Fifty years ago, on Jan. 8, 1964, the United States launched a War on Poverty.
President Lyndon Johnson, in his State of the Union address that year, called for passage of an Economic Opportunity Act. The legislation would establish an Office of Economic Opportunity (OEO) to coordinate local use of federal funds to fight poverty. At the time, the nation's poverty rate (the percentage of people living below a defined "poverty" income level) was 19 percent.
The new OEO, and the War on Poverty as originally conceived, would exist for only 10 years. Much of the present debate about the agency's success or failure is about programs and outcomes that were not directly related to it.
I was working at the time for Sen. Hubert Humphrey, the sponsor of 1960s-era civil-rights and anti-poverty proposals. That summer Sen. Humphrey would become Johnson's vice presidential running mate.
Later, working in the Johnson White House, it was truly inspiring to be among a remarkable group of Cabinet members, White House staff, rank-and-file administrators and labor- and private-sector leaders committed to breaking poverty's hold on a significant percentage of the American population. (Washington Sens. Warren Magnuson and Henry (Scoop) Jackson also were at the front of the effort.)
Sargent Shriver, who would head OEO (and also the Peace Corps) was a weak administrator but a beloved and dedicated leader. We talked then of "the invisible poor," often unseen by other Americans, except when passing on freeways through impoverished neighborhoods or rural areas. We aimed to raise their visibility and, then, the quality of their lives. It also was inspiring to visit Job Corps and Head Start programs in action and, down the road, meet Job Corps and other OEO program graduates. A wonderful spirit pervaded the whole enterprise.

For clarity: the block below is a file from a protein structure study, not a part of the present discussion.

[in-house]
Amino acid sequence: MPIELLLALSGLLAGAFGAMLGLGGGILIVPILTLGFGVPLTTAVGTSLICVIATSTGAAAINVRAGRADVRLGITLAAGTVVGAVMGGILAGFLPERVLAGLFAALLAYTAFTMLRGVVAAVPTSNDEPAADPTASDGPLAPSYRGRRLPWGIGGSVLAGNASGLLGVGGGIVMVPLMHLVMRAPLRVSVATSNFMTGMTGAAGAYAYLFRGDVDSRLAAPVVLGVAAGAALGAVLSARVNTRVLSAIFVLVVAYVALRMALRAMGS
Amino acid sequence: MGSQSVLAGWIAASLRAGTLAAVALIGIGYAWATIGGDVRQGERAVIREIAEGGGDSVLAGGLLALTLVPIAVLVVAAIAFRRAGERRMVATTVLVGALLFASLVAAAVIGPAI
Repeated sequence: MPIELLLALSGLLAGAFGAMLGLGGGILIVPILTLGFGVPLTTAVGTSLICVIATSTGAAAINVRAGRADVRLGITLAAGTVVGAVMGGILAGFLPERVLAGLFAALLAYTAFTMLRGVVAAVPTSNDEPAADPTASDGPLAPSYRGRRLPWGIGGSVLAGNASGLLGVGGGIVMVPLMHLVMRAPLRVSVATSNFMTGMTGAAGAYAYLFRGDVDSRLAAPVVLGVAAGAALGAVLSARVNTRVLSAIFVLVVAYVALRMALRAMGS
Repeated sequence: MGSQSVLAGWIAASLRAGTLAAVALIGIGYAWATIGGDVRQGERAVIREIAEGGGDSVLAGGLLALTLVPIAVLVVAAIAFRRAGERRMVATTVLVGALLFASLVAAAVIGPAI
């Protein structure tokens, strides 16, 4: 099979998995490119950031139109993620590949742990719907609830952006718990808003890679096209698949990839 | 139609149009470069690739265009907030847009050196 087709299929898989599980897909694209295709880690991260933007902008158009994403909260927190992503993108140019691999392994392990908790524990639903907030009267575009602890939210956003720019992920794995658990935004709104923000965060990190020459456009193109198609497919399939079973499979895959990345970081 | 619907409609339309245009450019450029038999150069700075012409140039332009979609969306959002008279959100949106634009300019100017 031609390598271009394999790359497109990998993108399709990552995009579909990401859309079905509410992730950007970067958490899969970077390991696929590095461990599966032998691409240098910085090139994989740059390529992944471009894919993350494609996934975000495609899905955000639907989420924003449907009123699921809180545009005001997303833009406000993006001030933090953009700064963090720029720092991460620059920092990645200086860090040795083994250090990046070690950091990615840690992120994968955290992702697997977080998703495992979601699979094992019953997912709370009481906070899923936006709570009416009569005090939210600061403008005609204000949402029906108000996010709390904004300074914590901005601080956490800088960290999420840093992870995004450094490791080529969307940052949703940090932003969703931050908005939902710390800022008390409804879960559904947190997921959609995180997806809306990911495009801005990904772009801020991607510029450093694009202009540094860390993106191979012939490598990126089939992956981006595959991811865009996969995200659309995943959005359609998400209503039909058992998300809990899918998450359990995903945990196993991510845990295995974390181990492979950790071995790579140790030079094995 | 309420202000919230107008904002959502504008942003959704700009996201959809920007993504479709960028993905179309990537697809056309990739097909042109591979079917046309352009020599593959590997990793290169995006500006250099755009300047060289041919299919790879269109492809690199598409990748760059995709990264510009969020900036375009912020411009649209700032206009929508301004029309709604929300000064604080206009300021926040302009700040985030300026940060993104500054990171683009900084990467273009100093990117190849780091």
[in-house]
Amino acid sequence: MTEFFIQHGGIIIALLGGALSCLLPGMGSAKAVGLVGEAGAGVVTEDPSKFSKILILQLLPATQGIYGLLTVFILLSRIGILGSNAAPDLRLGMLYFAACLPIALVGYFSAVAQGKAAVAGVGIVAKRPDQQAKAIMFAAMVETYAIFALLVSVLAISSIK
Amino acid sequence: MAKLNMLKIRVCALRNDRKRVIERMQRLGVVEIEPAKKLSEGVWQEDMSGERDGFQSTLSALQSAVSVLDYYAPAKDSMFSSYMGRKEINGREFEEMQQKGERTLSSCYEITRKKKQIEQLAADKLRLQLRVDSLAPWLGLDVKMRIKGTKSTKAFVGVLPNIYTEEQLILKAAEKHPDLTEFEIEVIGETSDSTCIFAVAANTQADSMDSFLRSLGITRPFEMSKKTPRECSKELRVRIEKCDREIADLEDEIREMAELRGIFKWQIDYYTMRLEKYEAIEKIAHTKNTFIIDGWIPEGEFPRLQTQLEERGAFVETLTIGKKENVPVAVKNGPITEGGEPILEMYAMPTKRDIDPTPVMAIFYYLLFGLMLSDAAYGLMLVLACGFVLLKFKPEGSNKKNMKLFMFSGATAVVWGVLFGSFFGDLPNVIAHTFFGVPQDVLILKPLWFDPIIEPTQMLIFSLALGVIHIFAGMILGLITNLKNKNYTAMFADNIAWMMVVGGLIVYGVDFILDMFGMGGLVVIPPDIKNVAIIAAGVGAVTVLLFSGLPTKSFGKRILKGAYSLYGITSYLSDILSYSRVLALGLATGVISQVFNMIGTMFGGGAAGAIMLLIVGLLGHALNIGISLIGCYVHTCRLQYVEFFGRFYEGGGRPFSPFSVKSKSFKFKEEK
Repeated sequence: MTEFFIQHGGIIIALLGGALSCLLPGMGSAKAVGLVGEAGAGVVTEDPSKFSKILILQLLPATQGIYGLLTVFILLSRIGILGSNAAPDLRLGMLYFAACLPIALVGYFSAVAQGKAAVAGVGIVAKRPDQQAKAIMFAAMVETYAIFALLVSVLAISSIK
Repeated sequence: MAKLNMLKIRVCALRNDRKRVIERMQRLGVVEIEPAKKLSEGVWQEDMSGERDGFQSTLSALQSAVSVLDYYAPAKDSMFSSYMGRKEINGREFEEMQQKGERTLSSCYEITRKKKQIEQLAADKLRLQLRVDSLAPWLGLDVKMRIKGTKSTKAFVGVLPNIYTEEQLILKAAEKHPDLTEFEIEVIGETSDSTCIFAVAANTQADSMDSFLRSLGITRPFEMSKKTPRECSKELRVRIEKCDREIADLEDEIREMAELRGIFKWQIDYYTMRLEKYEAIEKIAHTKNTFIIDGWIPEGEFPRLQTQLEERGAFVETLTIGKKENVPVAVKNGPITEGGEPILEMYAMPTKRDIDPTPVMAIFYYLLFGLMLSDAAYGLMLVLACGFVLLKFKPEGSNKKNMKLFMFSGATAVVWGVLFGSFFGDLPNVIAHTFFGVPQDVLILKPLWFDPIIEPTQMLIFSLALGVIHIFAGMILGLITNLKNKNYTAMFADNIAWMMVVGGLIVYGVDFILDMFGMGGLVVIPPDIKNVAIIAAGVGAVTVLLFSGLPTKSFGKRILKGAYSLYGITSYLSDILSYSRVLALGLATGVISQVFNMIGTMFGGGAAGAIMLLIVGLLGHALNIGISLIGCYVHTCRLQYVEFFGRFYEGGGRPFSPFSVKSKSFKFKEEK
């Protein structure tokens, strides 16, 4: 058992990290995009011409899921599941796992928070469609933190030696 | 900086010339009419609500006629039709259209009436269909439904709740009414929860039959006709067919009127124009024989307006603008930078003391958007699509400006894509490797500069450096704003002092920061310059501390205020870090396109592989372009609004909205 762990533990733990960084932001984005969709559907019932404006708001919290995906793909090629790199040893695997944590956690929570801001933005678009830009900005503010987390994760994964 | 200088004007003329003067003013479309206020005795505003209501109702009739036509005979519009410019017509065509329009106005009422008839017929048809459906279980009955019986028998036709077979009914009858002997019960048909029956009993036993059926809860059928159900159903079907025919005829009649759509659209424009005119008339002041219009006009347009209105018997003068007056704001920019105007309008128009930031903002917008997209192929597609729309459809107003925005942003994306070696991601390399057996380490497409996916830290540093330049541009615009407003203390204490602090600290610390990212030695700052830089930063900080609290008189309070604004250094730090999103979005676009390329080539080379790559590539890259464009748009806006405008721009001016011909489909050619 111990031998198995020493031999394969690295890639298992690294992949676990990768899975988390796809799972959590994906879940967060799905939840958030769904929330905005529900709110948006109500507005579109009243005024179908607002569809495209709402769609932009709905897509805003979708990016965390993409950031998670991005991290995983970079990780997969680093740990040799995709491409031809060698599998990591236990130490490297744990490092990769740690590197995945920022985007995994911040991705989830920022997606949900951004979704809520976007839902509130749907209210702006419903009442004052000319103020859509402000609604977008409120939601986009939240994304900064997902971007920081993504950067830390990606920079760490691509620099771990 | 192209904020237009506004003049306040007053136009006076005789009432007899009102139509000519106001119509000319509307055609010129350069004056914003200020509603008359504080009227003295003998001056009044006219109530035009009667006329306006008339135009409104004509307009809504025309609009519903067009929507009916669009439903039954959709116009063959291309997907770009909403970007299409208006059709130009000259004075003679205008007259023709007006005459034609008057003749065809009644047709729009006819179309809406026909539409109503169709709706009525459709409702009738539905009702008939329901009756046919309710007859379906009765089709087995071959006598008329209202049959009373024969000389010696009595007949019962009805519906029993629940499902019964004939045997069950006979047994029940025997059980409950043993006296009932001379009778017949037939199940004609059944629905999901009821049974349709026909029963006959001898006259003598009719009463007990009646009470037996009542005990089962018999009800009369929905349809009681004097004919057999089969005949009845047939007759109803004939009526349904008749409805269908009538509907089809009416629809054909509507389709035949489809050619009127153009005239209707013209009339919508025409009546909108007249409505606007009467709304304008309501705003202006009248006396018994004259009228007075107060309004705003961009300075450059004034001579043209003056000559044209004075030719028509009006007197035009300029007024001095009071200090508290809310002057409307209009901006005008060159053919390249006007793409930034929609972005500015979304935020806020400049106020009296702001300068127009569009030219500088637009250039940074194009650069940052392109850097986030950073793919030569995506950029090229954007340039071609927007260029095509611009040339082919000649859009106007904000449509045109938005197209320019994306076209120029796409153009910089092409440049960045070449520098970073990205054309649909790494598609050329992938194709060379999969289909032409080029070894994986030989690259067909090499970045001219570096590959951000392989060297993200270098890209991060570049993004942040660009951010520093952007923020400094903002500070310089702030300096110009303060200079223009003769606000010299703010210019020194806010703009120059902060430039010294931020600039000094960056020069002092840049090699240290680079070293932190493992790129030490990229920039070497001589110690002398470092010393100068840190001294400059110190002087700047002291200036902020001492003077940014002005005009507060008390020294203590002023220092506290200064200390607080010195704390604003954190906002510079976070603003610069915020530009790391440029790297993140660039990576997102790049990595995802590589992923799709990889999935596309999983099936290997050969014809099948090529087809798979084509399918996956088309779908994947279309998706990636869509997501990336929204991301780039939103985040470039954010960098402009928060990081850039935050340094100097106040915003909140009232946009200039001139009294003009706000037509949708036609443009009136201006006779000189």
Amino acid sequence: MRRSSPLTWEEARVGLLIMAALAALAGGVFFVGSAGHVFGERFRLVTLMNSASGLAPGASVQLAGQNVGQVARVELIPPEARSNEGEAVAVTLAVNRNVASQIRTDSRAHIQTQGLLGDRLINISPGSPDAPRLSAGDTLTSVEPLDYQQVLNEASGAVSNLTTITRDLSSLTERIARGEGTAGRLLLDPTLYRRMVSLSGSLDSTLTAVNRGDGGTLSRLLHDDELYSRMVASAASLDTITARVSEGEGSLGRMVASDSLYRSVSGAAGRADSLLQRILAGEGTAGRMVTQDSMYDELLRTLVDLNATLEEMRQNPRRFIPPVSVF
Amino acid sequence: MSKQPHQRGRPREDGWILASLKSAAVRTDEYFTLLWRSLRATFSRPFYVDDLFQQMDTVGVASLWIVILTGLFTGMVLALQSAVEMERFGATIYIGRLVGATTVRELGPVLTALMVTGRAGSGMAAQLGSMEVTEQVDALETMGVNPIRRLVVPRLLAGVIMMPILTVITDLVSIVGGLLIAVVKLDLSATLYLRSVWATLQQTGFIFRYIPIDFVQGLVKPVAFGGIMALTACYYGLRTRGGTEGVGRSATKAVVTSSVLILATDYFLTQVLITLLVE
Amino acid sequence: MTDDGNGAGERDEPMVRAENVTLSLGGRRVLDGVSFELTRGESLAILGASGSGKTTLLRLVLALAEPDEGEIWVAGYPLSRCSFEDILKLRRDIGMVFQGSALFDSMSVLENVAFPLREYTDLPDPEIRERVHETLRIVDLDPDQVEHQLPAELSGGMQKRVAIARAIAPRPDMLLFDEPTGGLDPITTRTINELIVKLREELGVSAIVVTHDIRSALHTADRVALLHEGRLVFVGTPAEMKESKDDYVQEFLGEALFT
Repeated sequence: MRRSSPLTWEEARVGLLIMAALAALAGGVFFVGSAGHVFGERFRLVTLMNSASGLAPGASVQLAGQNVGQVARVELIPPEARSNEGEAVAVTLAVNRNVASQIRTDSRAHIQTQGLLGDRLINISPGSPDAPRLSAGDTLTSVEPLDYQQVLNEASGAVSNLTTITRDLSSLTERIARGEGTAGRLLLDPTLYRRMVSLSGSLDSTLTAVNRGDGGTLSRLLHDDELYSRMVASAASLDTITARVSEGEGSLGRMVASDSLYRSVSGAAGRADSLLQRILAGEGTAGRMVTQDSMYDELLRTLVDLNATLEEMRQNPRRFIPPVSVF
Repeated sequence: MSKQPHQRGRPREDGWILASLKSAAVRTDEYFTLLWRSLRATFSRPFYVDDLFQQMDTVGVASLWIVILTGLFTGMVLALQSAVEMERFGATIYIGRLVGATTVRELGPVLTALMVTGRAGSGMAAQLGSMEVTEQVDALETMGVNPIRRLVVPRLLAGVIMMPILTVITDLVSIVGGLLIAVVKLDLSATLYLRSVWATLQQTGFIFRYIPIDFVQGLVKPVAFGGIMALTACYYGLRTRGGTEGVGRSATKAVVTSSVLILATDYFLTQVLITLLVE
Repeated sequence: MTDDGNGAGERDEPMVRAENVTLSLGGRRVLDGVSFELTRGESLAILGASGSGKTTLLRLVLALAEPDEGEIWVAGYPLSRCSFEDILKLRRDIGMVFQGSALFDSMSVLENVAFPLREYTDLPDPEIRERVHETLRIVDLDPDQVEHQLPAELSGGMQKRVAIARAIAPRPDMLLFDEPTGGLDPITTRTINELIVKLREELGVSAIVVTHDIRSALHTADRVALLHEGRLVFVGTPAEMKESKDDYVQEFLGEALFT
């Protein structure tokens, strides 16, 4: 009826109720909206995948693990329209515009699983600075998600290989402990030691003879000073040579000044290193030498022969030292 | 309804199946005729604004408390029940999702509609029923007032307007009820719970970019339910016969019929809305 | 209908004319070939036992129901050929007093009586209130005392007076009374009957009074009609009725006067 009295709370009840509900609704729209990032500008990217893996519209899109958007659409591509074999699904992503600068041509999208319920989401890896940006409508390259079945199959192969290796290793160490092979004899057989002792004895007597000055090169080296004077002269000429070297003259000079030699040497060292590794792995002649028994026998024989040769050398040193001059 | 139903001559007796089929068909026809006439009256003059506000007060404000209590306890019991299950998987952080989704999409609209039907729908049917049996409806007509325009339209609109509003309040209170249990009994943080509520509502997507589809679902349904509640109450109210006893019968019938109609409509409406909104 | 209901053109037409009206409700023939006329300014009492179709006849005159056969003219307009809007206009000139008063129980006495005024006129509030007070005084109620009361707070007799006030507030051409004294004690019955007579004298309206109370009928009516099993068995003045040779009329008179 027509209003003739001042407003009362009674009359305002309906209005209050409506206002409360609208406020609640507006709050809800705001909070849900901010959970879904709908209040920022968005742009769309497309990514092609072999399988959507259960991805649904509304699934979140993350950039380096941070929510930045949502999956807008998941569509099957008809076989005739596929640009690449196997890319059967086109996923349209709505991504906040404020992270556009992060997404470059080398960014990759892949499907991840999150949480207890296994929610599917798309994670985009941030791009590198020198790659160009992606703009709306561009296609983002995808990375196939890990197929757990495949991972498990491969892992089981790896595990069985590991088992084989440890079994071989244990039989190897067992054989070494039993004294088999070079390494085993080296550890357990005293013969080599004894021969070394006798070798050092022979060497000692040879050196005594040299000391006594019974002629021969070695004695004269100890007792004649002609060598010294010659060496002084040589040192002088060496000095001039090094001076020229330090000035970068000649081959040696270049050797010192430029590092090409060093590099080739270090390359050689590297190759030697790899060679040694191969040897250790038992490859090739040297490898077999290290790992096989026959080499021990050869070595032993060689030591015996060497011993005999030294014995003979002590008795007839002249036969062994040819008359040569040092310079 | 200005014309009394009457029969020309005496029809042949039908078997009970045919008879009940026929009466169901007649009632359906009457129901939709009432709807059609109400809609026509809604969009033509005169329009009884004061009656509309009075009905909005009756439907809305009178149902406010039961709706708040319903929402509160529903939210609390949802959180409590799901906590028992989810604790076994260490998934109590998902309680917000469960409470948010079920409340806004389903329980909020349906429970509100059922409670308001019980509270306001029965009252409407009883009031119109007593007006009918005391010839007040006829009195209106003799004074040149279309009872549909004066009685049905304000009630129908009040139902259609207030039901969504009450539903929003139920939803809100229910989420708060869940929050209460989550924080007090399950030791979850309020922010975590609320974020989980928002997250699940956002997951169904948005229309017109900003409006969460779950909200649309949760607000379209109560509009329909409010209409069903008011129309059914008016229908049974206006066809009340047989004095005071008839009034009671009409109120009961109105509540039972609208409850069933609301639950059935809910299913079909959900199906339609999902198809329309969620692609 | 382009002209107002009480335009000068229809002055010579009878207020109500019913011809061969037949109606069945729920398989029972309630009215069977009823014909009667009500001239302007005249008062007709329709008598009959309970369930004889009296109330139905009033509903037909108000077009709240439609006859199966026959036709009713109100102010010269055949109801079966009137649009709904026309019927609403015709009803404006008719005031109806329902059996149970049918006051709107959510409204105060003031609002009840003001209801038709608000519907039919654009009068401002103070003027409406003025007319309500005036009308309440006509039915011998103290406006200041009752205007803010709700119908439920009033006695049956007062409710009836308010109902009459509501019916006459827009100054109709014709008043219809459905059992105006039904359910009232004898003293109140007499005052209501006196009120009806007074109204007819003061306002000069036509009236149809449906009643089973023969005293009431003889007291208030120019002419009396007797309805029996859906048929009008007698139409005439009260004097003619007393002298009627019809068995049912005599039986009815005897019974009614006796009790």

The 50th anniversary has been marked by avid debate, from all sides, about the success or failure of the War on Poverty in the years since its launch. The debate, for the most part, has been about public vs. private models for eradicating poverty and not about specifics of the War on Poverty itself. Much talk has focused on current issues: extension of long-term unemployment benefits, a raise in the minimum wage and growing income inequality.
The inequality is disturbing, owing to its cause: unprecedented greed by self-obsessed financial and business executives. But if executive compensation were cut by two-thirds tomorrow, it would have little effect on the incomes of those still living in poverty.
LBJ's 1964 proposals, and the OEO program, were only one part of a larger strategy to help deliver Americans out of poverty and into good-paying jobs. The '64 initiatives had their origins in President Franklin Roosevelt's New Deal, trial-and-error federal initiatives to help the poor.
The centerpiece of Roosevelt's effort was the 1935 Social Security Act, whose passage created the first-ever retirement safety net for senior citizens.
World War II reduced poverty by raising employment. Working-age Americans either served in the armed forces or engaged in the homefront war effort. There were fears that the post-war military demobilization and transition to a civilian economy might take the steam out of the recovery. Instead, America experienced an unprecedented boom.
By the late 1950s, however, there was economic stagnation and, in 1959, a 22.5 percent poverty rate. President John F. Kennedy, in his 1960 presidential campaign against Richard Nixon, pledged to "get America moving again." The chair of his Council of Economic Advisors, Walter Heller, brought Keynesian economics to the White House.
JFK successfully proposed legislation and policies to liberalize global trade; business and personal tax cuts to stimulate growth; and new incentives for domestic investment. Together, those policies provided a basis for macroeconomic growth. But the poverty rate continued to hover near 20 percent. Kennedy directed Heller to examine ways to reduce it.
After Kennedy's November 1963 assassination, Heller proposed to President Johnson that he make war on poverty the centerpiece of his State of the Union address. LBJ needed no persuasion. He idolized Franklin Roosevelt and saw this as an opportunity to complete FDR's New Deal initiatives. Johnson, a populist at heart, was drawn to the task.
Like what you just read? Support high quality local journalism. Become a member of Crosscut today!